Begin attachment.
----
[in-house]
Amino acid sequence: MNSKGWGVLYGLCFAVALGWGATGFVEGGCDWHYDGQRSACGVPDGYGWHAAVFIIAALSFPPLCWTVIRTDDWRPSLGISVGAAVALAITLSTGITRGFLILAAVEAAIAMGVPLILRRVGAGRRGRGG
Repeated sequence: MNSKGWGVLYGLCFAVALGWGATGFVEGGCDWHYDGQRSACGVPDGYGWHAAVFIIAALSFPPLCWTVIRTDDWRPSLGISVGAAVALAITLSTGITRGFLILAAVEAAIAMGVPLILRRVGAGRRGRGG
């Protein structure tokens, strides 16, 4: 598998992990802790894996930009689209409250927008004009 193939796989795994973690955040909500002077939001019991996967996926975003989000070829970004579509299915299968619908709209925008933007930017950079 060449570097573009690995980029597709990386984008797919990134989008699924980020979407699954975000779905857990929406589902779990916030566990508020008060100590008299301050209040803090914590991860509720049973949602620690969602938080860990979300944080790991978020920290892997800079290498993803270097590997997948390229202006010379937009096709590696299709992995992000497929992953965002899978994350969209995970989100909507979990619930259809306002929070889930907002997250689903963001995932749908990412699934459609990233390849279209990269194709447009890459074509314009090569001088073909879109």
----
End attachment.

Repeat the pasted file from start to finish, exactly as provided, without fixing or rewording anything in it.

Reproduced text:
[in-house]
Amino acid sequence: MNSKGWGVLYGLCFAVALGWGATGFVEGGCDWHYDGQRSACGVPDGYGWHAAVFIIAALSFPPLCWTVIRTDDWRPSLGISVGAAVALAITLSTGITRGFLILAAVEAAIAMGVPLILRRVGAGRRGRGG
Repeated sequence: MNSKGWGVLYGLCFAVALGWGATGFVEGGCDWHYDGQRSACGVPDGYGWHAAVFIIAALSFPPLCWTVIRTDDWRPSLGISVGAAVALAITLSTGITRGFLILAAVEAAIAMGVPLILRRVGAGRRGRGG
């Protein structure tokens, strides 16, 4: 598998992990802790894996930009689209409250927008004009 193939796989795994973690955040909500002077939001019991996967996926975003989000070829970004579509299915299968619908709209925008933007930017950079 060449570097573009690995980029597709990386984008797919990134989008699924980020979407699954975000779905857990929406589902779990916030566990508020008060100590008299301050209040803090914590991860509720049973949602620690969602938080860990979300944080790991978020920290892997800079290498993803270097590997997948390229202006010379937009096709590696299709992995992000497929992953965002899978994350969209995970989100909507979990619930259809306002929070889930907002997250689903963001995932749908990412699934459609990233390849279209990269194709447009890459074509314009090569001088073909879109």